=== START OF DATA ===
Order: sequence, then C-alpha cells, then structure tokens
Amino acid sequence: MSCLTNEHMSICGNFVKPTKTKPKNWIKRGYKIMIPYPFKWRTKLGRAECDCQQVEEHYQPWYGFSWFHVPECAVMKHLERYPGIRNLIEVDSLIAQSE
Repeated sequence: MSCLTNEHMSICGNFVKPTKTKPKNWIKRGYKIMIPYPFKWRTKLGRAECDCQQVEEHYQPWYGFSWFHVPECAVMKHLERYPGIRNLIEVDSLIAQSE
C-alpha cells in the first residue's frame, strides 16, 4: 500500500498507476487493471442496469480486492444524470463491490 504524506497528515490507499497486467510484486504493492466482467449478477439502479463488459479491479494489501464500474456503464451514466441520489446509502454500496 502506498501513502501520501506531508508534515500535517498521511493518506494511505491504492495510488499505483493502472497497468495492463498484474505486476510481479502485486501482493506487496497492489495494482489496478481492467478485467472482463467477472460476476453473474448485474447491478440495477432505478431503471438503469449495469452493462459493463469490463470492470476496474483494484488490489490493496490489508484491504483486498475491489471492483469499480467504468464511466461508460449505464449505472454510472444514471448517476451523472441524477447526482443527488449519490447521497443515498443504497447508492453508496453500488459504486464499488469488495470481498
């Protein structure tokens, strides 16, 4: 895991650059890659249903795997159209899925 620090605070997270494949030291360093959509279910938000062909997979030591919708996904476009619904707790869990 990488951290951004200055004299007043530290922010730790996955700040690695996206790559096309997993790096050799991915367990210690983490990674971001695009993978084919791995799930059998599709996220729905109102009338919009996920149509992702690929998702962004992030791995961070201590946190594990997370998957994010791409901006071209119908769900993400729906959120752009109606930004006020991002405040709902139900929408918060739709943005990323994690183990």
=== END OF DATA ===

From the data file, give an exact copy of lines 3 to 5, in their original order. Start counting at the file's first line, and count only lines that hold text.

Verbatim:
Repeated sequence: MSCLTNEHMSICGNFVKPTKTKPKNWIKRGYKIMIPYPFKWRTKLGRAECDCQQVEEHYQPWYGFSWFHVPECAVMKHLERYPGIRNLIEVDSLIAQSE
C-alpha cells in the first residue's frame, strides 16, 4: 500500500498507476487493471442496469480486492444524470463491490 504524506497528515490507499497486467510484486504493492466482467449478477439502479463488459479491479494489501464500474456503464451514466441520489446509502454500496 502506498501513502501520501506531508508534515500535517498521511493518506494511505491504492495510488499505483493502472497497468495492463498484474505486476510481479502485486501482493506487496497492489495494482489496478481492467478485467472482463467477472460476476453473474448485474447491478440495477432505478431503471438503469449495469452493462459493463469490463470492470476496474483494484488490489490493496490489508484491504483486498475491489471492483469499480467504468464511466461508460449505464449505472454510472444514471448517476451523472441524477447526482443527488449519490447521497443515498443504497447508492453508496453500488459504486464499488469488495470481498
């Protein structure tokens, strides 16, 4: 895991650059890659249903795997159209899925 620090605070997270494949030291360093959509279910938000062909997979030591919708996904476009619904707790869990 990488951290951004200055004299007043530290922010730790996955700040690695996206790559096309997993790096050799991915367990210690983490990674971001695009993978084919791995799930059998599709996220729905109102009338919009996920149509992702690929998702962004992030791995961070201590946190594990997370998957994010791409901006071209119908769900993400729906959120752009109606930004006020991002405040709902139900929408918060739709943005990323994690183990």